South Dakota Tech News
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FOR IMMEDIATE RELEASE
September 27, 2004
Contact: Steve Buchholz, Public Information Manager, 394-6082
Research Predicts Spread Of Plague
As South Dakota officials deal with a recently discovered case of sylvatic plague in a prairie dog, South Dakota researchers have received funding to study how the disease could spread.
Researchers at South Dakota Tech in Rapid City and at the University of South Dakota in Vermillion are collaborating on the National Science Foundation-funded project.
Dr. Maribeth Price, an associate professor in Tech’s Department of Geology and Geological Engineering, received approximately $12,000 from the. The project is part of a larger effort initiated and coordinated by a group of genetics researchers at the University of South Dakota. The project runs through July 1, 2005
The study will use genetic and computer analysis to develop scenarios predicting the spread of plague across the study area in north-central Montana. These models will then be adapted to Badlands National Park, a site with large prairie dog populations. The goal is to provide a risk assessment model to aid decision-making in the event of a plague outbreak in the park.
A prairie dog infected with plague recently was found in western Custer County in what is the first confirmed case of plague in South Dakota wildlife in recent history, state officials said last week. Plague has killed massive numbers of prairie dogs in eastern Wyoming, Montana, Colorado and other states.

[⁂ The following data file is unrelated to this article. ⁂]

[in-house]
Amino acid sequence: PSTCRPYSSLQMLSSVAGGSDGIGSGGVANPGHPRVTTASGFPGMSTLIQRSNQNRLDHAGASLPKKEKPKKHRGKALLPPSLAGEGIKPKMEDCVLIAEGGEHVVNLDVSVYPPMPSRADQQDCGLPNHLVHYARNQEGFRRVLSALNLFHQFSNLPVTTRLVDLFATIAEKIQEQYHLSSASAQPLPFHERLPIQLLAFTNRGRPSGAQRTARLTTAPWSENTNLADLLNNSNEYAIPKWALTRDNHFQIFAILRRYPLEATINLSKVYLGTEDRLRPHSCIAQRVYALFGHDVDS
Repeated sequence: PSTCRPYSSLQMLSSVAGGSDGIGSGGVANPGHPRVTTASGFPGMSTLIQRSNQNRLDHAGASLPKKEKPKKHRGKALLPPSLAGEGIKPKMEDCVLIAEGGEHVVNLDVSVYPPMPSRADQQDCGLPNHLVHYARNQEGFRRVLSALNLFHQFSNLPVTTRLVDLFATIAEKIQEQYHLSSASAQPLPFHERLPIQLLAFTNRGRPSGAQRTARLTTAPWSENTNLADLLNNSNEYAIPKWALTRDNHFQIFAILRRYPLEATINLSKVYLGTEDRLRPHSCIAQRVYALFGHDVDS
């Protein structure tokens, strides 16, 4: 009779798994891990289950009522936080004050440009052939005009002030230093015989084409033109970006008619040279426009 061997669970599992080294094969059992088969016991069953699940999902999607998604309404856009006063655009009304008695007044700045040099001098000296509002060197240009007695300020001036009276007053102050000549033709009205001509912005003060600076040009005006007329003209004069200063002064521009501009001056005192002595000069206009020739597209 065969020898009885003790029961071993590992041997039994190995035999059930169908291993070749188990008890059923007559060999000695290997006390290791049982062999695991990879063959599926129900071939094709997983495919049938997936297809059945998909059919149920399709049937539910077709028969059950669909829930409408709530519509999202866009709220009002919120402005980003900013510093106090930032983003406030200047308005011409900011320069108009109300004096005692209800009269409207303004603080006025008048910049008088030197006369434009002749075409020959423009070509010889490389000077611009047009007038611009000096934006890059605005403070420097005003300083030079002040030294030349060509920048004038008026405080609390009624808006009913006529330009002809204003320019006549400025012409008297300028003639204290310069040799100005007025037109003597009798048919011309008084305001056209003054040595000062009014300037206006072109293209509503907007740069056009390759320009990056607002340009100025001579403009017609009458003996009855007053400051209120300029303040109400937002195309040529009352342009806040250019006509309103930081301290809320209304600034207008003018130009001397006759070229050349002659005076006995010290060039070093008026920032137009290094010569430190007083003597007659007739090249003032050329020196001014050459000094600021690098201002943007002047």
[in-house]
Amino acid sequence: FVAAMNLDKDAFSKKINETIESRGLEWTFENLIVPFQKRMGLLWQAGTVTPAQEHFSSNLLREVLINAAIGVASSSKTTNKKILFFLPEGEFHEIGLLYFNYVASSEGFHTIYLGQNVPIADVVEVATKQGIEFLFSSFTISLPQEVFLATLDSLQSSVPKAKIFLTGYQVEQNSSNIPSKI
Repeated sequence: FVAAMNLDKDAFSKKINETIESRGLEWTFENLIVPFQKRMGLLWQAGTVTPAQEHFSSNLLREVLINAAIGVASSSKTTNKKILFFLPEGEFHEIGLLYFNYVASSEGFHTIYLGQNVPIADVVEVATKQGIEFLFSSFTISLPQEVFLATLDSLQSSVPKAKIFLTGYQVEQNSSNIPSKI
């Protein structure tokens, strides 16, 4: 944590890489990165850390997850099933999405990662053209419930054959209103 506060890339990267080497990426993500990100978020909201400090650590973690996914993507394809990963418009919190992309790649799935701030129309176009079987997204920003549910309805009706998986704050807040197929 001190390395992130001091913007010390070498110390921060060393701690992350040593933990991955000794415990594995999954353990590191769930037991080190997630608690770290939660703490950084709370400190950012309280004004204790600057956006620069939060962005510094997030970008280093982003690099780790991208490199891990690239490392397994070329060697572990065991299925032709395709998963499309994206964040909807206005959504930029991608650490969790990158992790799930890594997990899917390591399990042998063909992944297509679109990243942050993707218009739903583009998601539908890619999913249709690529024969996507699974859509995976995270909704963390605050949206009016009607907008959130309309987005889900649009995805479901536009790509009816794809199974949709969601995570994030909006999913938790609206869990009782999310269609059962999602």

Prairie dogs are subject to periodic episodes of plague, the disease that killed millions of Europeans in the "Black Death" pandemic in the 14th to 18th centuries. At that time, the disease was commonly associated with rats.
This disease has spread to rodent populations in North America, including the prairie dog. It can wipe out entire colonies, and offers significant threats to human populations. Fortunately, the disease is rarely fatal in humans because of the advent of antibiotics.
“This project is important in understanding the genetic characteristics of prairie dogs and the fleas that carry the disease, and it adds to the understanding of the way plague and other diseases spread out across a landscape,” Dr. Price said. “It also will provide tools to help manage the possible negative consequences of plague outbreaks, both to animal and human populations.”
The research results could provide the tools to help ease a possible plague outbreak at the park, and minimize the risk to human visitors. The models can also be modified for use with other prairie dog populations, and could offer a starting point for modeling other diseases.
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